Mind you, it is not just the superstars who were blessed by his pen. Nedumudi Venu in His Highness Abdullah, KPAC Lalitha in Amaram, Thilakan in Veendum Chila Veettukaryangal, Bindu Panicker in Joker, Oduvil Unnikrishnan in Thoovalkkottaram are all fine examples that Lohi's characters, even if they are not the protagonists, are always well-etched and give a lot of scope to the actors. Another character that comes to my mind right now is the Muthachhan from Thoovalkkottaram played by Babu Swamy. I am incapable to think of another screenwriter who could have made such an inconsequential character look so important.
A few months before his untimely death, Lohi had opined that Malayalam cinema lacked a new generation of actors, and the existing ones are too old and overused. As much as he was a man of perfect words, he was also a man of action. When he turned a director, this is why he took the effort to find new faces who suited his characters than write stories for the establised actors who have minimum guarantee. Lakshmi Gopalaswami, Manya, Meera Jasmine, Bhama, Vinu Mohan - so many of them in that list apart from Manju Warrier and Samyuktha Varma who also got introduced through his screenplays.
Somehow, I am in awe for Lohi, the screenplay writer more than Lohi, the director. When he debuted as a director with Bhoothakkannadi, it seemed the most natural thing to do for a creatively mature writer. However, none of his directorial ventures struck a chord with the audience as much as his screenplays directed by Sibi, Bharathan or Satyan Anthikkad. And before he could prove this observation wrong, he left the silver screen forever, much like most of his films - leaving behind a lingering pain.
I am so glad my first dose of memorable films came from him. For all those unwritten screen poems by Lohi that left with him - Heard melodies are sweet, but those unheard are sweeter.
Image Courtesy : nishusworld.blogspot.com
Friday, 26 June 2009
I can recall umpteen incidents right from my school-going age until like day before yesterday when my friends labeled me ‘cheap,’ ‘stingy,’ and what not. All thanks to my nature of being extra cautious with money no matter which stage of life I was in – studying or working.
Take a sneak peak!
*I prefer bus to auto rickshaws. I developed a strong hate feeling for autos at Kottayam where they do not have meters unlike in bigger cities. Which means the driver’s word or price is the law and I cannot accept that. I always need a visible proof to the money that I am spending. Hyderabad autos of course have meters, but not all drivers turn them on. Some quote fancy prices and I walk away without even responding. At some other times, I bargain madly with the drivers to get a price that I think is fair. I might be doing this at the oddest time of the day (err, night) possible when another auto is not in the vicinity. Dangerous enough, huh? And then, there are buses that get you to your destination for 5 INR in the place of 50 INR in auto. So what if you have to walk 100m to get to the bus stop?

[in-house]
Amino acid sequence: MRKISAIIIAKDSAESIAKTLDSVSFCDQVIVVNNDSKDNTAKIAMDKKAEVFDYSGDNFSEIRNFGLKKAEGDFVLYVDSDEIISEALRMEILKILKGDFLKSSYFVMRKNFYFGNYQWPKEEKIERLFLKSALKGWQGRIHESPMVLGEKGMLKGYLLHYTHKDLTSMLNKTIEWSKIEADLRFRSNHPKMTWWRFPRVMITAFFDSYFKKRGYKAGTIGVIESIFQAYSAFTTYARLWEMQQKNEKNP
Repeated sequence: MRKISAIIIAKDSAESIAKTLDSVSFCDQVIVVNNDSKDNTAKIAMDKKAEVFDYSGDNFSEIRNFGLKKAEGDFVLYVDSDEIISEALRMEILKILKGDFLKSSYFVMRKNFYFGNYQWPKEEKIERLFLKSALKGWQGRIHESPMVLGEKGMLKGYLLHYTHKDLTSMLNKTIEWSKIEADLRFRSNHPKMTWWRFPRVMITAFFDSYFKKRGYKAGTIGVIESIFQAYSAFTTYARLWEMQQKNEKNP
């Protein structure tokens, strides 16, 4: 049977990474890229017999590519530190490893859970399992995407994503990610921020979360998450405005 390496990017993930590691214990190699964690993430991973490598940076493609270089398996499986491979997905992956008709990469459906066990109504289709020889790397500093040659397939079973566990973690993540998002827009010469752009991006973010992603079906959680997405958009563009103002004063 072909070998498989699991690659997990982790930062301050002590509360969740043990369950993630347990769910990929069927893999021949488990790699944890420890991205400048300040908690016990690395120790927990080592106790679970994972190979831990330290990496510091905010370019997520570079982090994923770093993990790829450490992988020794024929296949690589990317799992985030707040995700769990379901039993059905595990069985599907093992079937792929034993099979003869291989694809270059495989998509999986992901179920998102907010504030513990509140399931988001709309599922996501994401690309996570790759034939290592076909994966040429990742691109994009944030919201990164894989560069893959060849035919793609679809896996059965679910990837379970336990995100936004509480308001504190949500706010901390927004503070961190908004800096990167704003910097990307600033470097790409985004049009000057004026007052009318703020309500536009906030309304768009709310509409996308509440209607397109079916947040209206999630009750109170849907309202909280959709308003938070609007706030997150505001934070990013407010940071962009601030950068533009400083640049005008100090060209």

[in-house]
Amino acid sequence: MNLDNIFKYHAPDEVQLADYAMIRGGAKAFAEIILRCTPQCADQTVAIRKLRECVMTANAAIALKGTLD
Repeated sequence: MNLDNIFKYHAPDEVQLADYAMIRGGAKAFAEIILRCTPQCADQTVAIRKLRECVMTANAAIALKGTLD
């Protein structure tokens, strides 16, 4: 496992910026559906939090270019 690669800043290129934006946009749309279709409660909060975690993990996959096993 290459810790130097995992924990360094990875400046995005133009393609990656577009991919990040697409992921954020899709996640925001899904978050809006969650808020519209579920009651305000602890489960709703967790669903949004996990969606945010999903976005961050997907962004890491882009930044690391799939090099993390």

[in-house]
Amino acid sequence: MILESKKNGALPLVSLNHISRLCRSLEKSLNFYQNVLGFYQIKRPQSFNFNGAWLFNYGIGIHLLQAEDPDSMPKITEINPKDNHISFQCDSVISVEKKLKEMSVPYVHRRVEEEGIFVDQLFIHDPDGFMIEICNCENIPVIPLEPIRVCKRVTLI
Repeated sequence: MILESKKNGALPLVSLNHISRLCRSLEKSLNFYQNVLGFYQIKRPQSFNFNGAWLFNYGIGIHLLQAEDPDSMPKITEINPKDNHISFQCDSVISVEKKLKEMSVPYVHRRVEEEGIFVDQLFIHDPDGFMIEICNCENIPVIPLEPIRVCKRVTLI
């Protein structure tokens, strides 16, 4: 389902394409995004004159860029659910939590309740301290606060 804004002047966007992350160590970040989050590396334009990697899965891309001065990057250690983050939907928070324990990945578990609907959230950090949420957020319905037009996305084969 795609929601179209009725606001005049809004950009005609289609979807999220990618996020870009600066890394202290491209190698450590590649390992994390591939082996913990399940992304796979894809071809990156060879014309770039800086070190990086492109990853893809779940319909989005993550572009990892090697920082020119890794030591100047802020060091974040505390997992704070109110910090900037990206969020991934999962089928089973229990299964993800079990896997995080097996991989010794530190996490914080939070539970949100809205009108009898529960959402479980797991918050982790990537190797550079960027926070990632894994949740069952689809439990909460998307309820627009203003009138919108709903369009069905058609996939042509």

#And my friends go “But why? Why would you want to stand squeezed through a grueling experience with your face inside a smelly armpit?”
^But are they capable of comprehending the beauty of bus rides that let you enjoy a city from an elevated view? NO.
*I choose quantity over quality, especially with clothes. If you tell me I have a choice between four bright coloured simple cotton Kurtis from General Bazaar and one ultra elegant Biba Kurta from Hyderabad Central that costs more than all the other four put together, I will definitely go for the former.
#And my friends go “Thank God, everyone in this world is not like you. Otherwise there would not have been something called class.”
^But do they understand that having the variety of four colours and Kurtis is far more exciting than owning one single piece which you will soon be bored of? NO.
*Unless someone else who loves me a lot (read Achan) is booking the ticket, I always travel in sleeper class in Indian Railways. A three tier AC ticket in Sabari Express from Secunderabad to Kottayam costs 960 INR and in sleeper class it costs 400 INR. It is indeed a meager difference if you think about it. But when I think about it, I can save 500 INR and travel in the very same train and reach at the same time as the AC guys would. It’s not as if I live in a centrally air-conditioned home anyway.
#And my friend goes (not many know of this) “You are a freak.”
^But does he know that the view of nature and the feel of breeze compensates more than enough for the sweat particles you accumulate through the journey (as opposed to the sluggishness of oversleep that AC gives you)? NO.